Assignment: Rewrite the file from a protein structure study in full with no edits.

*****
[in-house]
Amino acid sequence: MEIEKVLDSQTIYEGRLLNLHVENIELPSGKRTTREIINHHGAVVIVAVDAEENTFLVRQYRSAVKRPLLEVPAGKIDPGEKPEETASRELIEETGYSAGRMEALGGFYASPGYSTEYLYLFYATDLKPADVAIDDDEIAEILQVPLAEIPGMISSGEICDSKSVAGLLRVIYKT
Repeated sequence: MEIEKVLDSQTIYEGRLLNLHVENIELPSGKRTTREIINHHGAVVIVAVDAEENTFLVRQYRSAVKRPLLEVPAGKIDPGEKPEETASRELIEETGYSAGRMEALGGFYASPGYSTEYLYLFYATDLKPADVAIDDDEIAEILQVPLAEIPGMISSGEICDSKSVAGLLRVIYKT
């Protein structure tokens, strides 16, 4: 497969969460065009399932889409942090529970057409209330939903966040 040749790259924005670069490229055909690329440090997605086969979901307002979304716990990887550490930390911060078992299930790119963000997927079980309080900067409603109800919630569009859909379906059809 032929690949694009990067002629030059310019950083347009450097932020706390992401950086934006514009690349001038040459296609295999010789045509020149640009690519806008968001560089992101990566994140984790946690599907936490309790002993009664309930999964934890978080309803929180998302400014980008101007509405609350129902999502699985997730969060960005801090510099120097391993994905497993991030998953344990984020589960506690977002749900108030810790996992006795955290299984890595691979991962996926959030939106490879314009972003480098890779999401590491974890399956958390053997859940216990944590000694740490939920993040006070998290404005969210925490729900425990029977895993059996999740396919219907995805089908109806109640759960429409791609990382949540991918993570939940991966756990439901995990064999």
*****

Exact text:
[in-house]
Amino acid sequence: MEIEKVLDSQTIYEGRLLNLHVENIELPSGKRTTREIINHHGAVVIVAVDAEENTFLVRQYRSAVKRPLLEVPAGKIDPGEKPEETASRELIEETGYSAGRMEALGGFYASPGYSTEYLYLFYATDLKPADVAIDDDEIAEILQVPLAEIPGMISSGEICDSKSVAGLLRVIYKT
Repeated sequence: MEIEKVLDSQTIYEGRLLNLHVENIELPSGKRTTREIINHHGAVVIVAVDAEENTFLVRQYRSAVKRPLLEVPAGKIDPGEKPEETASRELIEETGYSAGRMEALGGFYASPGYSTEYLYLFYATDLKPADVAIDDDEIAEILQVPLAEIPGMISSGEICDSKSVAGLLRVIYKT
């Protein structure tokens, strides 16, 4: 497969969460065009399932889409942090529970057409209330939903966040 040749790259924005670069490229055909690329440090997605086969979901307002979304716990990887550490930390911060078992299930790119963000997927079980309080900067409603109800919630569009859909379906059809 032929690949694009990067002629030059310019950083347009450097932020706390992401950086934006514009690349001038040459296609295999010789045509020149640009690519806008968001560089992101990566994140984790946690599907936490309790002993009664309930999964934890978080309803929180998302400014980008101007509405609350129902999502699985997730969060960005801090510099120097391993994905497993991030998953344990984020589960506690977002749900108030810790996992006795955290299984890595691979991962996926959030939106490879314009972003480098890779999401590491974890399956958390053997859940216990944590000694740490939920993040006070998290404005969210925490729900425990029977895993059996999740396919219907995805089908109806109640759960429409791609990382949540991918993570939940991966756990439901995990064999």